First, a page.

As a neuroscientist, Carnegie Mellon University alumna Meredith Schmehl knows better than most the unlimited power of the human brain.
She’s using hers to create a better future — distilling complex scientific ideas into conversations anyone can understand, empowering other scientists to become better advocates for their fields, and making STEM more diverse and accessible.
And in between, she’s researching how the brain combines vision and hearing at Duke University as part of her Ph.D. studies in neurobiology.
Like many Tartans, Schmehl, a 2018 Mellon College of Science graduate with degrees in neuroscience and psychology, arrived at CMU with interests in many different areas.
“I wanted to get this dual perspective: what is the biology of the brain, what makes us who we are, how do we work as people, and then how does it make us work at the behavioral level as well,” Schmehl said.
She dove into research. Working with mice, she taught them to follow the trail of a scented crayon.
“I really have some fond memories of my first time learning how to do research, learning how to train a mouse, figuring out what to do and seeing how the actions that I would take could make the mouse do different things,” Schmehl said. “It was exciting, and it laid the foundation for my Ph.D.”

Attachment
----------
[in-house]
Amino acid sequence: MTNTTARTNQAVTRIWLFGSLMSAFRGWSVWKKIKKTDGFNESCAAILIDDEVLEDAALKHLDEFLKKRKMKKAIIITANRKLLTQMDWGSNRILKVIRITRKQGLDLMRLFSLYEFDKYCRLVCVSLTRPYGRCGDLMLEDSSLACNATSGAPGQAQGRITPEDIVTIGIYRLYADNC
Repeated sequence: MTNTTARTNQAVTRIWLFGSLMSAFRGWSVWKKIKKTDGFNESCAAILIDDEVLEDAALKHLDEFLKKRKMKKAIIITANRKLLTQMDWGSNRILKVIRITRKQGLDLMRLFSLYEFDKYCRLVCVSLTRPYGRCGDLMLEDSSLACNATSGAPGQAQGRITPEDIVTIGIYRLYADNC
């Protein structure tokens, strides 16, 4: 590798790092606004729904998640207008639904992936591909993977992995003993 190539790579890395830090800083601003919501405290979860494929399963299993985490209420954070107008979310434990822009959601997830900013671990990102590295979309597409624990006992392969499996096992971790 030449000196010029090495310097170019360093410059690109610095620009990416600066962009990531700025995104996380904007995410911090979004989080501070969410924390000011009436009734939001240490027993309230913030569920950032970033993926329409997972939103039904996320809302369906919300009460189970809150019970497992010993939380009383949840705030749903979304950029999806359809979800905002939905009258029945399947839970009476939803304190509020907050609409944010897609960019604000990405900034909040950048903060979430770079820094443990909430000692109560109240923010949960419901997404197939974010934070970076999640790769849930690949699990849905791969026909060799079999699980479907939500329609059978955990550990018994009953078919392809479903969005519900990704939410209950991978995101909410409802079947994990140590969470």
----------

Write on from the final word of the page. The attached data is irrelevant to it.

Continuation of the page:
She also found plenty to learn from her fellow Tartans.
“CMU is so strong in so many fields, I could explore all my interests,” Schmehl said.
Schmehl played the cello in two orchestras, co-directed alternative spring break and visited local schools for STEM events with NeuroSAC, the Neuroscience Student Advisory Council.
“As my research work laid the foundation for my Ph.D., opportunities like visiting schools really laid the foundation for my work in policy, writing and all of those other things.”
The school visits also offered a realization.
“I used to believe the key thing that we needed to do was just recruit people into science,” Schmehl said. “I thought if we just get kids really excited about science, they’ll be more likely to pursue careers in STEM.
“Now, I think that alone isn’t really a complete solution because, for example, underrepresented groups are still going to face barriers in STEM workplaces, and so, just bringing more people into those spaces on its own doesn’t really help.”
She describes her work as a science communicator and policy advocate — writing award-winning pieces for Scientific American and Massive Science; serving as Public Engagement & Communications chair for the National Science Policy Network; and training scientists to write in simplified terms for the common person as part of NPR’s SciCommers — as barrier-breaking.
“We need to remove barriers that make professions in STEM inaccessible, and we also need to remove barriers that keep the benefits of science from reaching everyone in the global community,” Schmehl said.
■ Amanda S.F. Hartle